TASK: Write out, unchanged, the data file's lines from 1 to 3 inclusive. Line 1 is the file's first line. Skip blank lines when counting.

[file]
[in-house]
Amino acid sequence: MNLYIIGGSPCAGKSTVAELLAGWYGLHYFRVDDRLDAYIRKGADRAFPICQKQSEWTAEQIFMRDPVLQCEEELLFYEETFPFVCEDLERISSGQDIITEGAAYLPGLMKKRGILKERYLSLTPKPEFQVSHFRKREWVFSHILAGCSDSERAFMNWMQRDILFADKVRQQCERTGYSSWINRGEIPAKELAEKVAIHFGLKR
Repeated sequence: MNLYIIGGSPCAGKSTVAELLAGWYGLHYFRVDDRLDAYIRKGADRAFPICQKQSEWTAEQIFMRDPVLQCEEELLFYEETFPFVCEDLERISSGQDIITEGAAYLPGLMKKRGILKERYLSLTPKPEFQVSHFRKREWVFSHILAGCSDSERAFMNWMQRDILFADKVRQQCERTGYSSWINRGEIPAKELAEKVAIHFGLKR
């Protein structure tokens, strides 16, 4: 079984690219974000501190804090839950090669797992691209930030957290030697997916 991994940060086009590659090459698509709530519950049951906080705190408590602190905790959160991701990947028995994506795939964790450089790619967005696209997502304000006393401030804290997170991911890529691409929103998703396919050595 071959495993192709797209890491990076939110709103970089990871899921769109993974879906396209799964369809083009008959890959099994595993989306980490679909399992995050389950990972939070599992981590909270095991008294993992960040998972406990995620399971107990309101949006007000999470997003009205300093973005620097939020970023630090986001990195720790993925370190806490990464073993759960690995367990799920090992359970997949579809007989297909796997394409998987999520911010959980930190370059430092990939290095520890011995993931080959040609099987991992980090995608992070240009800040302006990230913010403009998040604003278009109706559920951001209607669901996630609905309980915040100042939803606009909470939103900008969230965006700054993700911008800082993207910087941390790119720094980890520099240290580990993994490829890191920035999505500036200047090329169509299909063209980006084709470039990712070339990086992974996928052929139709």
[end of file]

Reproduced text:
[in-house]
Amino acid sequence: MNLYIIGGSPCAGKSTVAELLAGWYGLHYFRVDDRLDAYIRKGADRAFPICQKQSEWTAEQIFMRDPVLQCEEELLFYEETFPFVCEDLERISSGQDIITEGAAYLPGLMKKRGILKERYLSLTPKPEFQVSHFRKREWVFSHILAGCSDSERAFMNWMQRDILFADKVRQQCERTGYSSWINRGEIPAKELAEKVAIHFGLKR
Repeated sequence: MNLYIIGGSPCAGKSTVAELLAGWYGLHYFRVDDRLDAYIRKGADRAFPICQKQSEWTAEQIFMRDPVLQCEEELLFYEETFPFVCEDLERISSGQDIITEGAAYLPGLMKKRGILKERYLSLTPKPEFQVSHFRKREWVFSHILAGCSDSERAFMNWMQRDILFADKVRQQCERTGYSSWINRGEIPAKELAEKVAIHFGLKR